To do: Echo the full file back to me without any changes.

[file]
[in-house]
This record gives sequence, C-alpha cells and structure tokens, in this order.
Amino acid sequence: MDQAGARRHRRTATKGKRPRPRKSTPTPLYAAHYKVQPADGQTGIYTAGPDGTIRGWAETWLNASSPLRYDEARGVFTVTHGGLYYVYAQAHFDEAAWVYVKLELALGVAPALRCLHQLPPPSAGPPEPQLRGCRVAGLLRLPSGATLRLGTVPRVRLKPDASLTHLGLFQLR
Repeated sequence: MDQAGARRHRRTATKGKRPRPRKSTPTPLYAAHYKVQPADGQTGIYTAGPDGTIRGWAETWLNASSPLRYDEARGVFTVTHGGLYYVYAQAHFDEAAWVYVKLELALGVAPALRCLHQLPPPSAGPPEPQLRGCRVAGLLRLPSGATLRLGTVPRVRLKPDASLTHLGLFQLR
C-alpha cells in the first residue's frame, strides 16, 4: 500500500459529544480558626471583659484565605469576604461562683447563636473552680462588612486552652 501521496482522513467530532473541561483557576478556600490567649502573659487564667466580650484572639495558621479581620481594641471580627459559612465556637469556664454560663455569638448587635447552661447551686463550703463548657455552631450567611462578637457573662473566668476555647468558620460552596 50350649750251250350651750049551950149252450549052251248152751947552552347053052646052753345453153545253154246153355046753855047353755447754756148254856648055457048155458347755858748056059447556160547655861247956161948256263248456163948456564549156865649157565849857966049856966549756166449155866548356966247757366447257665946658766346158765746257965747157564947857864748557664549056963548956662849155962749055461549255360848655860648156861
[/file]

[in-house]
This record gives sequence, C-alpha cells and structure tokens, in this order.
Amino acid sequence: MDQAGARRHRRTATKGKRPRPRKSTPTPLYAAHYKVQPADGQTGIYTAGPDGTIRGWAETWLNASSPLRYDEARGVFTVTHGGLYYVYAQAHFDEAAWVYVKLELALGVAPALRCLHQLPPPSAGPPEPQLRGCRVAGLLRLPSGATLRLGTVPRVRLKPDASLTHLGLFQLR
Repeated sequence: MDQAGARRHRRTATKGKRPRPRKSTPTPLYAAHYKVQPADGQTGIYTAGPDGTIRGWAETWLNASSPLRYDEARGVFTVTHGGLYYVYAQAHFDEAAWVYVKLELALGVAPALRCLHQLPPPSAGPPEPQLRGCRVAGLLRLPSGATLRLGTVPRVRLKPDASLTHLGLFQLR
C-alpha cells in the first residue's frame, strides 16, 4: 500500500459529544480558626471583659484565605469576604461562683447563636473552680462588612486552652 501521496482522513467530532473541561483557576478556600490567649502573659487564667466580650484572639495558621479581620481594641471580627459559612465556637469556664454560663455569638448587635447552661447551686463550703463548657455552631450567611462578637457573662473566668476555647468558620460552596 50350649750251250350651750049551950149252450549052251248152751947552552347053052646052753345453153545253154246153355046753855047353755447754756148254856648055457048155458347755858748056059447556160547655861247956161948256263248456163948456564549156865649157565849857966049856966549756166449155866548356966247757366447257665946658766346158765746257965747157564947857864748557664549056963548956662849155962749055461549255360848655860648156861